things they don't tell you...
I'll say what you're thinking on all things family, friends, food, fitness & fashion.
Author: Kerri Moriarty
Falling into credit card debt is something that happens to nearly everyone at least once and it doesn't matter if it’s a huge balance or just a few hundred dollars – knowing you’re in debt is a scary feeling.
While there’s no magic solution to instantly erasing the debt (and most sources of advice give you the incredibly unhelpful tip: “work on paying down your balance”), there are a few ways to climb out the debt hole much faster than listening to what your credit card company tells you to do on your monthly bill.
1. Know your total balance and your interest rates.
First things first (I’m the realest), total all of your outstanding debt. Is it on one credit card or five? Next, figure out the interest rates you’re paying -- one card could be charging much more than another. This information is available on your monthly credit card statement, on your online account, or you can call the company to find out.
2. Know your credit score (or at least an estimate) and explore your options.
If you have good credit (you can estimate your score here) you should consider taking out a new credit card with an introductory balance transfer offer. This will let your transfer your current balance onto the card with a 0% interest rate for a period of time, usually a year or 15 months. No interest = yes please. You can check out a few highly rated Cinch Pick balance transfer cards here.
3. Set your own monthly payment – and STICK TO IT.
Your credit card company sets a minimum monthly payment on your bill – something like $25 or $50 dollars each month. This minimum amount basically promises you’ll be in debt forever. It’s very difficult to make a dent in your balance with this small payment that is mostly going toward interest charges.
Choose the largest monthly payment you are comfortable with and stick to it. You can choose a number based on leftover funds in the monthly budget – or pick a number based the date you want the debt to fully paid off (easy calculator here). If you have a month where you have more funds available, feel free to pay more. If you have an emergency and need funds, just be sure to pay at least the minimum payment that month.
The larger your monthly payment, the more of a dent you put into your actual balance. The credit card company processes the payment to pay the interest charges first, and then whatever incremental amount you've paid goes directly to your real balance – this will save you SO much in interest over the long run.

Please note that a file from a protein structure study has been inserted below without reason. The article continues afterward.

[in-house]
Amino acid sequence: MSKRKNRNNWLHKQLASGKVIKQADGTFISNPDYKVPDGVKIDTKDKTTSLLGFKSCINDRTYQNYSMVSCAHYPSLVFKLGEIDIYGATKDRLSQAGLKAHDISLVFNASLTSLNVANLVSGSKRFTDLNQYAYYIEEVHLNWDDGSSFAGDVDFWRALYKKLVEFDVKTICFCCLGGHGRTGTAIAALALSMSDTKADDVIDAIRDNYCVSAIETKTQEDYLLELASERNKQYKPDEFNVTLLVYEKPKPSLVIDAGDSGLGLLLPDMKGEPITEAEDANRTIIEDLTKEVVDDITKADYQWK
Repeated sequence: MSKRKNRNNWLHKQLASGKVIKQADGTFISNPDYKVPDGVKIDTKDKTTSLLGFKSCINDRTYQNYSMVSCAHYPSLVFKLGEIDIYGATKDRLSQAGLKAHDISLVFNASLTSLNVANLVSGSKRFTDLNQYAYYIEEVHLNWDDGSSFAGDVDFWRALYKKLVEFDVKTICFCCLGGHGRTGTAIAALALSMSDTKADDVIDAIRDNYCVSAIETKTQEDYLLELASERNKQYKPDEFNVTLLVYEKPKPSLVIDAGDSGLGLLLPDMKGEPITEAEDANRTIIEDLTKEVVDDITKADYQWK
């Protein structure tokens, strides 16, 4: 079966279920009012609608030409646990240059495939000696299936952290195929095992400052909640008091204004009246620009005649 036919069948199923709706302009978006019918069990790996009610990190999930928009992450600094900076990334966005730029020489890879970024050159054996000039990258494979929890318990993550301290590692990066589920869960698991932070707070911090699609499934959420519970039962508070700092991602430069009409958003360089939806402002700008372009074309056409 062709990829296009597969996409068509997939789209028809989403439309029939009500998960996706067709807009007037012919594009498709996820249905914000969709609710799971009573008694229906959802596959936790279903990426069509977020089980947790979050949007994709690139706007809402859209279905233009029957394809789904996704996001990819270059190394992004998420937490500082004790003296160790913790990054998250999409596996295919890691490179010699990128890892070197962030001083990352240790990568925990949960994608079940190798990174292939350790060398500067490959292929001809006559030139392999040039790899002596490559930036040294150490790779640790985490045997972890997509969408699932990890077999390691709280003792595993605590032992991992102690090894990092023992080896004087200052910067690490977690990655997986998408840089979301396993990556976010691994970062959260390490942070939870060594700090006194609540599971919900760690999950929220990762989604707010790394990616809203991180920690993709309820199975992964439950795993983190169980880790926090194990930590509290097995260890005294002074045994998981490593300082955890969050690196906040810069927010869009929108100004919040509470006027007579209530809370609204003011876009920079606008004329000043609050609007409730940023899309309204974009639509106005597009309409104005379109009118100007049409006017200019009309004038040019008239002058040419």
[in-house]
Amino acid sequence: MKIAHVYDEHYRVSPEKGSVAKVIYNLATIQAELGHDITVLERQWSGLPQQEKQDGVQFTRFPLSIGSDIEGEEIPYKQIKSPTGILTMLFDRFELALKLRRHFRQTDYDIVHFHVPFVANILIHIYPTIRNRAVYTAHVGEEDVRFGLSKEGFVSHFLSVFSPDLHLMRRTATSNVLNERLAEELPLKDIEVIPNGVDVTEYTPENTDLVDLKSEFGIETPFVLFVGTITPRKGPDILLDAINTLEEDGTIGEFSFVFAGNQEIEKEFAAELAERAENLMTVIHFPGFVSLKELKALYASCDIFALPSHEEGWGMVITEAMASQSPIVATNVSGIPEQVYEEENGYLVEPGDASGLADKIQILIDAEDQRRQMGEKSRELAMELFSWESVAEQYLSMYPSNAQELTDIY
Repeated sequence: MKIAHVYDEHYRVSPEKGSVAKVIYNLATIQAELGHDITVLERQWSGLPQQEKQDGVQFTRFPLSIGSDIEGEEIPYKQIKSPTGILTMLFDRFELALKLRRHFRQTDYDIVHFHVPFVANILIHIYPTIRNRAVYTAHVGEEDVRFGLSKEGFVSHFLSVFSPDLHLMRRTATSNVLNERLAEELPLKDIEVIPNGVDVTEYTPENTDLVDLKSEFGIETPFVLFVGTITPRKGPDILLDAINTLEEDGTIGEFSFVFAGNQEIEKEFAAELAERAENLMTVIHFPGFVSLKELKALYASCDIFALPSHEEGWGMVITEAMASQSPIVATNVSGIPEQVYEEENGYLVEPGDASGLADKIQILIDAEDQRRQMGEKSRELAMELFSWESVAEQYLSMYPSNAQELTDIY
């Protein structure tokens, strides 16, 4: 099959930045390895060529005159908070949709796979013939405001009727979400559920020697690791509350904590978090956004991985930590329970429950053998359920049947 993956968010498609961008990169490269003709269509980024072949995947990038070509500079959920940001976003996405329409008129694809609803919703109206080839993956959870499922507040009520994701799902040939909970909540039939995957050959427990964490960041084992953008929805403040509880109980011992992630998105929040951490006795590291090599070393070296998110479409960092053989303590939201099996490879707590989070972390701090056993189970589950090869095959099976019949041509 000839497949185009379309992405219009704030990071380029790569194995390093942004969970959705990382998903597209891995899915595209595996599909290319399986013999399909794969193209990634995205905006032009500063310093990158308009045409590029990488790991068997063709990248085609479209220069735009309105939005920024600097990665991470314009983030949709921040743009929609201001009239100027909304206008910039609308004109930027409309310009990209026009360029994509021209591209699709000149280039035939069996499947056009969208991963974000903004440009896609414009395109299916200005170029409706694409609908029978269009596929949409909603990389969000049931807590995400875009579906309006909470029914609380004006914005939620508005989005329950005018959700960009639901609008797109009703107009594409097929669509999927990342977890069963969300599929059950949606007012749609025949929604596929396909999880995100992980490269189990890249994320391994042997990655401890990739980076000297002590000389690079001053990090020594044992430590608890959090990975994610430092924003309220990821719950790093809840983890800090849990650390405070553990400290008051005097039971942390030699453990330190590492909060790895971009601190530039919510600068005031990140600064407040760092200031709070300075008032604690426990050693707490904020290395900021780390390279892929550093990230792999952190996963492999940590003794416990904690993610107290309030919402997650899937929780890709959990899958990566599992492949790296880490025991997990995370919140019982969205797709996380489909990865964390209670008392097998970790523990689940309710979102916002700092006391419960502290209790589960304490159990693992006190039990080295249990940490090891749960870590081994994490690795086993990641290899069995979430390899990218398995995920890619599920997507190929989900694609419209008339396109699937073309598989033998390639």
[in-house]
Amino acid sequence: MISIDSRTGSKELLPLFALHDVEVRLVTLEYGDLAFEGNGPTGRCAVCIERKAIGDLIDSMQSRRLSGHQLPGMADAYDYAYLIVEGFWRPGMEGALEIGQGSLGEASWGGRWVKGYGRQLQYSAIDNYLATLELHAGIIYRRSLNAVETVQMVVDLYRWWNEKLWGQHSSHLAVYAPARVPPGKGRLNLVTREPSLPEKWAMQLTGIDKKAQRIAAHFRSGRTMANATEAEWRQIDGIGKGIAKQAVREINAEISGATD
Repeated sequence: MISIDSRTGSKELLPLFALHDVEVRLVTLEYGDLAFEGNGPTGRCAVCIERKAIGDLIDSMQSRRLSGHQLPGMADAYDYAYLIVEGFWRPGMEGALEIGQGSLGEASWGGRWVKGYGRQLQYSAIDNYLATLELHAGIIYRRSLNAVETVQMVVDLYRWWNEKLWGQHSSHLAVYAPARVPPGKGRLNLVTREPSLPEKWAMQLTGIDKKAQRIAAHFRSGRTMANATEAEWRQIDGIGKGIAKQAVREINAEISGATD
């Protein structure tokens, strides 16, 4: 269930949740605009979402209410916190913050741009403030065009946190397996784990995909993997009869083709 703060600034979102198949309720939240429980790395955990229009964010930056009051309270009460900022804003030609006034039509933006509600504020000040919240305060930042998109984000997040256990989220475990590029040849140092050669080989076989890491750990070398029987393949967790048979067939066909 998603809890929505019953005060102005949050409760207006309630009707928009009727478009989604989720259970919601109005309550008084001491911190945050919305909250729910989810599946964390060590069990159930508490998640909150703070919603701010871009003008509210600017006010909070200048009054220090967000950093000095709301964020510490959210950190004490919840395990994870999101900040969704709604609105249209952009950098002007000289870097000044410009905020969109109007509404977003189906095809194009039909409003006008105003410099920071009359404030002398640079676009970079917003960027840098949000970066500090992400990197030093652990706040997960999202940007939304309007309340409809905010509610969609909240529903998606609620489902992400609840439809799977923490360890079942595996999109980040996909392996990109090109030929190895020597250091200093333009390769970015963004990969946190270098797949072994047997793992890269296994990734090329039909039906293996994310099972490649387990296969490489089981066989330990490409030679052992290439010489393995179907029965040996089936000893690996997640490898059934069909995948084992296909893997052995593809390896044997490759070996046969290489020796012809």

4. Be Strategic, B-E Strategic.
If you’re able to transfer your balance to a 0% credit card – that’s great! Since you’re not paying interest in the beginning, if you stick to your set monthly payment you’ll make a huge dent in your principal balance. If you’re still paying once the intro period ends, you’ll pay less in interest because your balance will be much smaller.
If you’re unable to transfer a balance to a new card – fear not. You know your interest rate and you've set a monthly payment for yourself – so let the decreasing balance begin! Stick with it.
If you have a balance on multiple cards, put the debts in order from highest to lowest interest rate. Your strategy is to pay the highest interest rate debt off first. With the monthly payment you've set for yourself, pay the monthly minimum on all the other balances and put the rest of that monthly payment toward the card with the high rate. Repeat until you've paid this card off, and then move on to the next highest rate. This lets you put the majority of your monthly payments toward your actual balance and saves you loads on interest over time.
5. Understand how this debt impacts your credit score.
There are multiple factors that impact your credit score so don’t worry that just because you owe a few (or millions of) pennies that your credit score is junk. About 30% of your credit score is determined by the amount you owe and it’s the second largest consideration. The most important factor is your payment history (35%), which means that while the credit card companies care that you’re carrying debt, they actually care more that you’re at least trying to pay. Whether you’re paying the minimum or beyond – you’re paying – and that’s what they care about. The length of your credit history (aka how long it’s been since you got your first ever credit card) makes up 15%. The types of credit you use (like credit cards compared to auto loans or student loans) accounts for 10% of the score and the last 10% is determined by how recently you've opened a credit line. So bottom line, YES – having debt isn’t great for your credit score but it doesn't mean you’re plummeting straight toward bad credit exile.
For additional information on paying down credit cards, finding the best credit card, and other financial product recommendations please visit Cinch Financial or check out our blog!
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About the Author
I am Dom. A mom, teacher, novice writer, cook, wine drinker, and so much more- filling the internet with unsolicited stories, questions, dreams, recipes, and advice. I'll be the voice that tells you what everyone is wondering but no one wants to ask!